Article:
You should also consider ways to keep your theft charges from being upgraded. To prevent first-degree felony charges, as mentioned previously, you might challenge the claim that you are in the business of buying and selling stolen goods. This would prevent the charges from being upgraded, even if you cannot beat the charges altogether.
Other Consequences of Firearms Theft in Pennsylvania
A defendant charged with firearms theft may face consequences beyond criminal charges. If a defendant is bound by a protective order or is otherwise a person prohibited from having a firearm or weapon, there might be additional penalties for having the firearm (whether it is stolen or not). If you are not sure how charges for firearms theft will affect you, call our Delaware County criminal defense lawyers for help.
Protective orders are often imposed to keep defendants away from alleged victims. A common term of protective orders is that defendants must not have any firearms or weapons in their possession. This is taken as a safety measure and may not necessarily be permanent. If you are charged with a firearms theft offense while also bound by a protective order, you might be in violation of that order.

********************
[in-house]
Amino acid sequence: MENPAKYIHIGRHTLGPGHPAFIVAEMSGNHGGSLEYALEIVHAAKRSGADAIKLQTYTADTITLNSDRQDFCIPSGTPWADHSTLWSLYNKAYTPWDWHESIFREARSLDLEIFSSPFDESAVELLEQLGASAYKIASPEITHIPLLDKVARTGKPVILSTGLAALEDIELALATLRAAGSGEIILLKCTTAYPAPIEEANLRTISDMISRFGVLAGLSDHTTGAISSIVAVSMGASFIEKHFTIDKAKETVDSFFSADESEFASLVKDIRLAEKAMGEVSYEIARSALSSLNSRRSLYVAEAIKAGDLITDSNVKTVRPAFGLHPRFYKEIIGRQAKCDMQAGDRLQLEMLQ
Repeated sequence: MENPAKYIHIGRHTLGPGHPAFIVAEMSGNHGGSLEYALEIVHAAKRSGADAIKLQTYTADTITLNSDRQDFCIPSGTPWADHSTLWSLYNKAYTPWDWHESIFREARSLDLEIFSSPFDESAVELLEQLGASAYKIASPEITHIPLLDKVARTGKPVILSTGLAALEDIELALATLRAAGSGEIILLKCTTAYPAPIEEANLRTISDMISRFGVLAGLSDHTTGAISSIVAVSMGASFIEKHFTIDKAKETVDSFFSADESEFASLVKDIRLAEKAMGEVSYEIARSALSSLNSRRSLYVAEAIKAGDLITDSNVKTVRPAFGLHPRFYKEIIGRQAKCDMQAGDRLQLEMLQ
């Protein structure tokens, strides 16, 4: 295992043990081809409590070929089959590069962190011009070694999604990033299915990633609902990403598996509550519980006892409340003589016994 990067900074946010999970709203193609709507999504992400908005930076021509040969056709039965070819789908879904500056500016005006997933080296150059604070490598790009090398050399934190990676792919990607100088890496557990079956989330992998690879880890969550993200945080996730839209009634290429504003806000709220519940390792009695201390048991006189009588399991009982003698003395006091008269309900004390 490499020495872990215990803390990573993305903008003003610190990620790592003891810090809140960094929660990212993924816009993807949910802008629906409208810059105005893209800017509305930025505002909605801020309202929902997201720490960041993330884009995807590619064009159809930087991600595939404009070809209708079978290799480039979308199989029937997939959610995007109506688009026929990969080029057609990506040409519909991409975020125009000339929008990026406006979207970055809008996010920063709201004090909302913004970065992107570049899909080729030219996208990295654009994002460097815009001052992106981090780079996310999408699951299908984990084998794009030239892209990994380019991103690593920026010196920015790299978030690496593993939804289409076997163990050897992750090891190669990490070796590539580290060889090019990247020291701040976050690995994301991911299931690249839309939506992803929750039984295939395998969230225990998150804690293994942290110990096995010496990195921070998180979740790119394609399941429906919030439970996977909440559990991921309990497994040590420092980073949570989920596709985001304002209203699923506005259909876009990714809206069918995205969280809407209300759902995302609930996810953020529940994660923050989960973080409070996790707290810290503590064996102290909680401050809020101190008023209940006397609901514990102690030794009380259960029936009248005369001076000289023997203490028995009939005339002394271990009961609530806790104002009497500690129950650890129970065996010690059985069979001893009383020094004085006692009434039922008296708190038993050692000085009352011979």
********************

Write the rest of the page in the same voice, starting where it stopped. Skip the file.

Similarly, people are often prohibited from having firearms while serving probation. The alleged theft and the possession of a firearm are probation violations, and you may be arrested.
Other times, the defendant might have a prior conviction for a weapons charge and be prohibited from owning or possessing a firearm. Being charged with a firearms theft offense may lead to additional charges for possessing a firearm while prohibited from having one.
Call Our Pennsylvania Theft Defense Attorneys for Help
If you or someone close to you is charged with firearms theft, you should contact an attorney immediately. Our Bucks County criminal defense attorneys can help you fight your charges and any other consequences you might face. Call The Law Offices of Lloyd Long at (215) 302-0171 for a free case review.